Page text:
Naai Sekar Returns movie review: Vadivelu comedy is a bland and joyless affair – The Indian Express

The death of ‘comedy tracks’, a unique and weird screenplay element of Indian cinema, brought an end to the careers of comedy actors/comedians. While the small-timers slowly faded away from the industry, iconic faces like Vadivelu and Santhanam, who are too ‘big’ for supporting roles, are left in limbo trying to turn lead heroes. Naai Sekar Returns is one of the many such attempts by Vadivelu that has drawn a blank. However, this doesn’t mean a capable actor like Vadivelu can never play a lead in a film, but that a comedy sketch or skit (more so when it is unfunny) can never make up for a comedy film, and Naai Sekar Returns just bears witness to that.
Vadivelu has pulled off a hit with comedy Imsai Arasan 23am Pulikesi (2006). While that was a cleverly-written periodical satire, Naai Sekar Returns is a lazy comedy sketch stretched to appear like a movie. Everything about Vadivelu’s comeback is contrived and teems with prosaic ideas.
The film opens with a myth-building attempt around a dog and the birth of Sekar. Without a child after six years of marriage, Sekar’s parents visit Kaala Bhairavar temple where a saint gifts them a dog. He claims the dog has extraordinary powers and would make its owners rich and affluent. Another power of this dog (or should I say lazy writing?) is that it can live longer than a normal dog. The words of the saint turn true as the family becomes super rich and Sekar is also born in the meantime. When a servant of the house learns about the power of the dog, he absconds with the dog, and the family is again thrown into penury.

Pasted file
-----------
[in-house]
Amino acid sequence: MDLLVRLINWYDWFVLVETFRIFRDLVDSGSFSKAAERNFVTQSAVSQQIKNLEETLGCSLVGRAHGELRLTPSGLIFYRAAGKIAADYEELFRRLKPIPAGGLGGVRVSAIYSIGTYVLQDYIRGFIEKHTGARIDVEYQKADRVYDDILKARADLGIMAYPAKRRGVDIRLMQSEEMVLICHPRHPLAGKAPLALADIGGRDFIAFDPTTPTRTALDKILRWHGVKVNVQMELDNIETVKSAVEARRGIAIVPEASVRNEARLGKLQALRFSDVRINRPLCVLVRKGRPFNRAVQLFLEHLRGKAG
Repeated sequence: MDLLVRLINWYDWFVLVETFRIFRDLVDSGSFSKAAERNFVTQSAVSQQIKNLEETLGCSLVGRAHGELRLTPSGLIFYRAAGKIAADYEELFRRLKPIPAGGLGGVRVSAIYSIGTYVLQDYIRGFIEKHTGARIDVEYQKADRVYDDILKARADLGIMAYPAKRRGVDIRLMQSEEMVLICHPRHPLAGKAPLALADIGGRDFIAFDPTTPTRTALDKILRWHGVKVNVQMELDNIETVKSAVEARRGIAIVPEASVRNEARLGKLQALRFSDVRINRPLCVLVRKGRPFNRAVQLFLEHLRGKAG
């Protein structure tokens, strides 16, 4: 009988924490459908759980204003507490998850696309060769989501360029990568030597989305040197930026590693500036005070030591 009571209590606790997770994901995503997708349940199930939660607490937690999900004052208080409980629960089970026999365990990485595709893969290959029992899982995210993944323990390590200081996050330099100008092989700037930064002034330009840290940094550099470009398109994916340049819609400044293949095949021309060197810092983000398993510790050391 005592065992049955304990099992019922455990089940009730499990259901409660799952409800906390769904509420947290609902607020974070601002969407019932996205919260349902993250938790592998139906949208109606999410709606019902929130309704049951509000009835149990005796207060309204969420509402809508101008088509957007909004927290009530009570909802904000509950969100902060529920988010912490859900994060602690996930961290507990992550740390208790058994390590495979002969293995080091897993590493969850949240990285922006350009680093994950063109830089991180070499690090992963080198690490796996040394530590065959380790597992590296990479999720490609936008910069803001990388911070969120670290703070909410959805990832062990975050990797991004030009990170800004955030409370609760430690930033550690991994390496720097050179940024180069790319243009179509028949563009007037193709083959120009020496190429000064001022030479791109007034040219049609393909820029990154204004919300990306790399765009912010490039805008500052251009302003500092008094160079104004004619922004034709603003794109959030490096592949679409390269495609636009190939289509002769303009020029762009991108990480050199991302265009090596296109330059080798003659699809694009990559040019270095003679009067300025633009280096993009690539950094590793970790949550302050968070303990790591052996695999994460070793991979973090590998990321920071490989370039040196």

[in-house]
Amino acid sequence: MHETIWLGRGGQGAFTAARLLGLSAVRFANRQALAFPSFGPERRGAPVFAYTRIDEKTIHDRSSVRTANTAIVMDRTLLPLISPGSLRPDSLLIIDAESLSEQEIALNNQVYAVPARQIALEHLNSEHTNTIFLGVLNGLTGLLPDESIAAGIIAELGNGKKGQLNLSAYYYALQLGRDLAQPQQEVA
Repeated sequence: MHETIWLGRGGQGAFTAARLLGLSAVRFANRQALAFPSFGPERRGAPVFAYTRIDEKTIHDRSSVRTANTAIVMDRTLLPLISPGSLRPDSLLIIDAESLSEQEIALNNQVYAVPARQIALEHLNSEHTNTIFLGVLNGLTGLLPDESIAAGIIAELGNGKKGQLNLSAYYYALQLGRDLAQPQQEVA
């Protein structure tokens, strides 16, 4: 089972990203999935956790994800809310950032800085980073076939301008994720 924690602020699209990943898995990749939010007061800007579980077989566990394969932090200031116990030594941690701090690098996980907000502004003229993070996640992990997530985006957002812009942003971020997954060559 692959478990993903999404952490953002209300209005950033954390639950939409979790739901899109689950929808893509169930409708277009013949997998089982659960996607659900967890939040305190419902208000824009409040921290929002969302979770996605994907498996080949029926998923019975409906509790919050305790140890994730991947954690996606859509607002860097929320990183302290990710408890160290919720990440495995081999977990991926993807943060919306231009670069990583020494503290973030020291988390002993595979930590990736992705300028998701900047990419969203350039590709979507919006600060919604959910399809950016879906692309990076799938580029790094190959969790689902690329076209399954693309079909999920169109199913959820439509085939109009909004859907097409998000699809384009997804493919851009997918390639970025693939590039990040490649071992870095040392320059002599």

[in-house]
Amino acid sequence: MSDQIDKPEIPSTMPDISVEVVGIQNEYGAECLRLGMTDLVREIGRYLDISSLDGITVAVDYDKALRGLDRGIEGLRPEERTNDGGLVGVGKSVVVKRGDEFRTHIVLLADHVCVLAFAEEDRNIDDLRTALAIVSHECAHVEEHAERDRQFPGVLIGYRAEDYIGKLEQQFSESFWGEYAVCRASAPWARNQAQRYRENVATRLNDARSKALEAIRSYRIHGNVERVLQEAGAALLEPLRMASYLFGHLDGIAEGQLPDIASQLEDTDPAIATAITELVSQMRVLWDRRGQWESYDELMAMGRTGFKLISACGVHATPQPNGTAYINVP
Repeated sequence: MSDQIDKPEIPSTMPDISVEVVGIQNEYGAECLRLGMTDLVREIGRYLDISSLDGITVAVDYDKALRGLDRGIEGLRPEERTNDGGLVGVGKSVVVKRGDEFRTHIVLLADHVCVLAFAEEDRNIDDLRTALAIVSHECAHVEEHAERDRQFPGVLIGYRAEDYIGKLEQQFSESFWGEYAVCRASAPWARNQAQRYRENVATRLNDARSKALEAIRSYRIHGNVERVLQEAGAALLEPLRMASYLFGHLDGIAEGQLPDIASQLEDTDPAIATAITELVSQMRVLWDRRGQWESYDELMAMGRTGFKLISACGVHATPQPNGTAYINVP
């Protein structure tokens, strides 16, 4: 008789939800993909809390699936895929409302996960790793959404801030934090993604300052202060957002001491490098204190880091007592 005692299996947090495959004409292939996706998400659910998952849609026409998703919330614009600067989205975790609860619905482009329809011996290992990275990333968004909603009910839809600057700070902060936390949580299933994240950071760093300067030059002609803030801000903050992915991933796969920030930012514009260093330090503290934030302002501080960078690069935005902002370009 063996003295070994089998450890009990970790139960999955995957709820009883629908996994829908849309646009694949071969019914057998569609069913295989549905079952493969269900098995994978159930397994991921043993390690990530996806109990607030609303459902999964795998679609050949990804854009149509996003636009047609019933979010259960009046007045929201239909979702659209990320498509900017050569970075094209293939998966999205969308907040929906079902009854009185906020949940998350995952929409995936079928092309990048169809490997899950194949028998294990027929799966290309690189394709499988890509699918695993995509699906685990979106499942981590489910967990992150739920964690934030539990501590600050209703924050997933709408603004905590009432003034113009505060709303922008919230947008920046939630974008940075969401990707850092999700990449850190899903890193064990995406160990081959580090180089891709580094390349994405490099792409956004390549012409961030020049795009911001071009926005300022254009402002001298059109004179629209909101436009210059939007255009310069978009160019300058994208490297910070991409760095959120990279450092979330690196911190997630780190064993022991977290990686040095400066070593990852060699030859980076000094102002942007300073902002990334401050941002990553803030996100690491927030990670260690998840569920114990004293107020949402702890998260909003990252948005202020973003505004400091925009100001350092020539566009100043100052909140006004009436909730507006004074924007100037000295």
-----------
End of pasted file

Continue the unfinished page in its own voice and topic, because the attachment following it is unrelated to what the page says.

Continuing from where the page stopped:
At present, Sekar is a dog kidnapper who along with his good-for-nothing accomplices holds dogs of rich people hostage and demands a ransom. But Sekar is not good at his job as he fails miserably in his missions. Most of the screen time is spent on his miserable fails, which are supposed to be funny. Suraj mostly banks on invoking the Vadivelu nostalgia by recalling his old one-liners, but they don’t land well. What’s the point of hearing the same lines and scenes from the actor, when we already have YouTube? There is an immense dearth of creativity, which make every scene bland and pointless.
Vadivelu’s comedy in the past worked majorly because of the brilliant supporting actors — like Halwa Vasu, Bonda Mani, Singamuthu, Muthukaalai, the list goes on — who at times outperformed the star. On the other hand, in Naai Sekar, we have Redin Kingsley, Shivangi, and Prashanth, who fail to rise up to the challenge. It is not that they are bad, but they aren’t given enough to perform or make a mark. It’s more of a writing issue than that of the actors.
A sense of dullness prevails in all the scenes despite the zany and vibrant production designs. On top of that, characters just enter and leave the screenplay with not an iota of purpose or justification. It was indeed amusing that Suraj decides to do away with songs in such a lazy film. In other films, it would have been lauded as a bold decision, but ironically Santhosh Narayanan’s background score is the only saving grace of the film. I wish Suraj had included them in the film. That way we would have been spared a few minutes of his insipid scenes.
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